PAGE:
What an amazing morning with Mandi Burlin and the staff and teachers at Still Creek Ranch! We were also blessed to be joined by a few fine folks from Lindale ISD. One of the nice things about doing the Power of a Teacher workshops in smaller groups is that we are able to go deeper into discussion. I so appreciate everyone’s willingness to be transparent and discuss both their hopes and struggles as educators. Sure hope I get a chance to spend a day with these amazing people again sometime in the future!
What a thrill to share my story and The Power of a Teacher with Deborah Duncan on Great Day Houston. You can check out my segment here: http://www.khou.com/great-day/videos/gdh_9-17-12_seg3-170048726.html.
Thank you to all who have responded with such kind and encouraging words to my recent blog in the Huffington Post http://www.huffingtonpost.com/adam-saenz/from-jail-to-harvard-why-_b_1747252.html Thanks to the superintendents of Katy ISD (Dr. Alton Frailey), Bryan ISD (Dr. Thomas Wallace), and College Station ISD (Dr. Eddie Coulson) who have shared the article district-wide to encourage both teachers and parents.
August has been a wonderful month of travel across Texas: encouraging teachers to teach and love boldly! I have interacted with many teachers on many campuses who are experiencing authentic community with their colleagues, and I just don’t know that there’s much more a teacher (any professional, for that matter) can ask for relationally.
The kids are back on campuses now, so we’re officially off and running. I have substitute teacher training next week. I’m trusting that your thoughts and prayers will be with me!!
Call it my version of stopping to smell the roses–capturing sunrises and sunsets.
What a great day with Deer Park ISD staff at the Nassau Bay Hilton this week. This was the view from the 8th floor that morning.
Later that day, I drove to Robstown, Texas to be part of their back-to-school convocation the next day. Good times.
My friend Jeremy Stewart, a special education teacher, has partnered with teachers in Villa Nueva for the past two years. Villa Neuva is a small, economically-disadvantaged village in Guatemala. As you might imagine, teachers in Villa Nueva’s school face incredible challenges. Many parents do not want to send their children to school for fear of gang violence.
This summer, Jeremy was invited to provide multi-faceted, regional staff development, wth topics including classroom leadership and student motivation. As a teacher in an Adaptive Behavior classroom, Jeremy has developed effective skill sets in those areas. In addition, Jeremy led teachers in an exploration of their occupational, emotional, and spiritual well being based on The Power of a Teacher book, challenging them to take good care of themselves as they engaged their calling.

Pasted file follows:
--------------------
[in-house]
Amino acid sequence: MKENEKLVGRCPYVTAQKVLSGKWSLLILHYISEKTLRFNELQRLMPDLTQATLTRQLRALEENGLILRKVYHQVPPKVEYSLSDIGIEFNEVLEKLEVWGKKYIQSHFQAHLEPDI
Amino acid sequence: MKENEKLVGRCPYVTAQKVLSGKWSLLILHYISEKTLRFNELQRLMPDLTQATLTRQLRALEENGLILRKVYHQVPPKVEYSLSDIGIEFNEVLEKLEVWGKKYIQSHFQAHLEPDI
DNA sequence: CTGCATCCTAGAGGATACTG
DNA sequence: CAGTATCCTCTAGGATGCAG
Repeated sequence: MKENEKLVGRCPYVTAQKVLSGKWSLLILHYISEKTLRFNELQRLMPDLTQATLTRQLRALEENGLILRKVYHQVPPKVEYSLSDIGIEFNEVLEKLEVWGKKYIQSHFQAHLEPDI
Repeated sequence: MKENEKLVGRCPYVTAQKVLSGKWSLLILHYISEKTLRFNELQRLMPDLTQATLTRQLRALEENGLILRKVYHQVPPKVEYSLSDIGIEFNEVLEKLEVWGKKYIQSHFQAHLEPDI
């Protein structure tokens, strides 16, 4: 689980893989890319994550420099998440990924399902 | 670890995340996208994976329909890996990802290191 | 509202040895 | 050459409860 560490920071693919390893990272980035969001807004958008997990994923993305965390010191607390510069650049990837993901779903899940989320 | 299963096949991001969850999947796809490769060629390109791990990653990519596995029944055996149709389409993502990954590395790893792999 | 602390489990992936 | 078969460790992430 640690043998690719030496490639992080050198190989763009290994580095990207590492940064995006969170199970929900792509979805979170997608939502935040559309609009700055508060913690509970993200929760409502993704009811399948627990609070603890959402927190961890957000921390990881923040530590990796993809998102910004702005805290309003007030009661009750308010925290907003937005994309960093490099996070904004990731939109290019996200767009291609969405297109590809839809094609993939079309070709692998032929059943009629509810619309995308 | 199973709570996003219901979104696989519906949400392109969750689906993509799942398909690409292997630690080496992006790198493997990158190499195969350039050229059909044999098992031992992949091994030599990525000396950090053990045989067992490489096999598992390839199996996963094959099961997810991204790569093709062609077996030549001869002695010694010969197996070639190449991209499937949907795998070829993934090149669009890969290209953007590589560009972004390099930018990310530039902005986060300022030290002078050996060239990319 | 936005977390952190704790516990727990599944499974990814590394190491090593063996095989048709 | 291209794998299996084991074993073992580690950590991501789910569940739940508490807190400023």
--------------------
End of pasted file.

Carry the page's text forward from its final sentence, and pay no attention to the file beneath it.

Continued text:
One of the trainers was a film student studying in Los Angeles who made this video about the school: http://www.youtube.com/watch?=GY3iz_BQkGo&feature=share
Do you know the difference between “furthest” and “farthest”? I didn’t either until I looked them up. ”Furthest” is a distance of space or time. ”Farthest” is a geographic distance from one point. One question I ask teachers as part of our warm up discussion is to share when they were “furthest” from school during the past summer, and when they were “farthest” from school during the past summer.
When I am fishing, I am usually furthest away from my role as a psychologist (that is, when I’m fishing alone). It’s my favorite time for reflection and meditation. We all need a “furthest” place.
What are your furthest and farthest moments?
What an amazing conference put on by Barbara Amaya and thewonderful staff at the Region 19 Education Service Center! I was completely blown away by all the amazing teachers I had the privilege of meeting. So many professionals whose hearts were focused on loving kids in the classroom. It was truly inspiring. Thank you, Region 19, for your commitment to educators in your area.
What an amazing week at TEPSA!
I was absolutely overwhelmed by the expressions of gratitude and encouragement I received following my keynote. What an honor to have spent the week with so many outstanding administrators.
I should have known better, but I got caught up in the moment. At my son’s end-of-the-year-picnic, his friend, Luis, recommended that we all play a game of soccer (Luis is the student who asked me if I was the guy who wrote the book with the bad word in it in Spanish: “the p-word.” Yes, Luis, I am that guy.)
Sounded like fun, until he gathered a group of friends–my son included–who decided that it should be me against the entire third grade class. Like I said, I should have known better. The highlight for me was the one point during the game when my foot actually made contact with the ball.
The mercy rule was invoked. Final score: Ms. Martinez’ class: 8, me: goose egg.